You probably are under the impression that staying fully hydrated includes drinking eight glasses of water every day. Or that protein powder is really “great” for you. Maybe you even think that energy bars found at the checkout stand of your local supermarket are a healthy way to go for a midday jolt of energy before your gym workout.
Well, they’re not. Author Talia Fuhrman agrees: “A plant-based diet by nature” is really all you need, and anything separate from that probably isn’t as good for you as food marketers often claim.
When it comes to your favorite energy bars, they often appear to be a fast, healthy meal substitute or workout-pusher on the surface. But Fuhrman says that energy bars are actually one of the worst foods you could eat. That’s because many of the popular brands carry corn syrup and other dangerous ingredients, such as soy protein isolate.
According to Fuhrman, “Soy protein isolate is a highly processed soy product that retains none of the original nutritional value of the natural soybean and raises levels of insulin-like growth factor-1 (IGF-1) in the blood”.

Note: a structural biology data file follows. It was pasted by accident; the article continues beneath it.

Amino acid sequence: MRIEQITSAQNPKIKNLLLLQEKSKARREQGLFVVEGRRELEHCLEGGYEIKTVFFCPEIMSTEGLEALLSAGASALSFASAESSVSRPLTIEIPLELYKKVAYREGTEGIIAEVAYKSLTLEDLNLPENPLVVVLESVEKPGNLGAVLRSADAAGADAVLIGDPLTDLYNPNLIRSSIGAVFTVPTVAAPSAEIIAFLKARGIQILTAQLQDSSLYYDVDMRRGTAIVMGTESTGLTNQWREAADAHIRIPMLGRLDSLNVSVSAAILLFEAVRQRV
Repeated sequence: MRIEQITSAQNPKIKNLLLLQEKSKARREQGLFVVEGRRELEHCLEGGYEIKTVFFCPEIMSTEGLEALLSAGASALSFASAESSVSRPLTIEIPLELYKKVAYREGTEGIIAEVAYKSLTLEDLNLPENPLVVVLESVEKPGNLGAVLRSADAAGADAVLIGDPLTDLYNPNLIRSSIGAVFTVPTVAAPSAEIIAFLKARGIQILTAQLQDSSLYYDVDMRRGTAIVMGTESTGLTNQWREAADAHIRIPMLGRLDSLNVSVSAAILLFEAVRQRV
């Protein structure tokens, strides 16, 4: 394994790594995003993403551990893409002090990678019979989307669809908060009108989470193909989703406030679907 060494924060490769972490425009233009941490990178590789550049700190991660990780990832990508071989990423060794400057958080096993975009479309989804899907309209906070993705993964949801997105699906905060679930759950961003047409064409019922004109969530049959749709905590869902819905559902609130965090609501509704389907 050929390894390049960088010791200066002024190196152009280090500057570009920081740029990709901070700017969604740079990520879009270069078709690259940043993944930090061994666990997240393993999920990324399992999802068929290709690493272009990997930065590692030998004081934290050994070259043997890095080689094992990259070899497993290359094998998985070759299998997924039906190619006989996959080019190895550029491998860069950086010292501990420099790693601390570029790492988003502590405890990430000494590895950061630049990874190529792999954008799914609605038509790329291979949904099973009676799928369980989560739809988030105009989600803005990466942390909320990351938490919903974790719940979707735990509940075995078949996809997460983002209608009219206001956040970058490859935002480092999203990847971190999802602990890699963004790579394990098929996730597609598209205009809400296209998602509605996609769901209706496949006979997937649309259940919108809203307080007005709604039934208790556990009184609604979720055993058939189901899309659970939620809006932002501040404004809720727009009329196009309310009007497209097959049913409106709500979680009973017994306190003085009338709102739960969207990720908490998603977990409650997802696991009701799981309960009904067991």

Furthermore, she warns about the way soy protein isolate is created and manufactured: “it is acid-washed in aluminum tanks,” she says with disgust, alluding to the fact that a noticeable amount of aluminum gets into the final product.
What’s worse, harmful substances like nitrites and chemical flavoring are also implemented to add flavor. Considering these chemicals have been associated with the development of some cancers, allergies, and Alzheimer’s disease, eating energy bars doesn’t really offer us any incentive to keep stuffing them down. Even as a quick fix for an energy-low, there are many natural alternatives that could give you the same results.
Whey, which is much like soy protein isolate, is another common ingredient found in energy bars. Because it’s a processed protein, it increases IGF-1 levels in your body.
“It becomes obvious that eating this ‘energy’ bar offers no more energy than if we simply threw a bunch of sugar, processed proteins, salt, and oil in a blender and drank it,” Fuhrman warns, before concluding: “Processed foods are still processed—even if they’re advertised as health foods.”
Always remember to consult your physician or chiropractor before taking any health advice.
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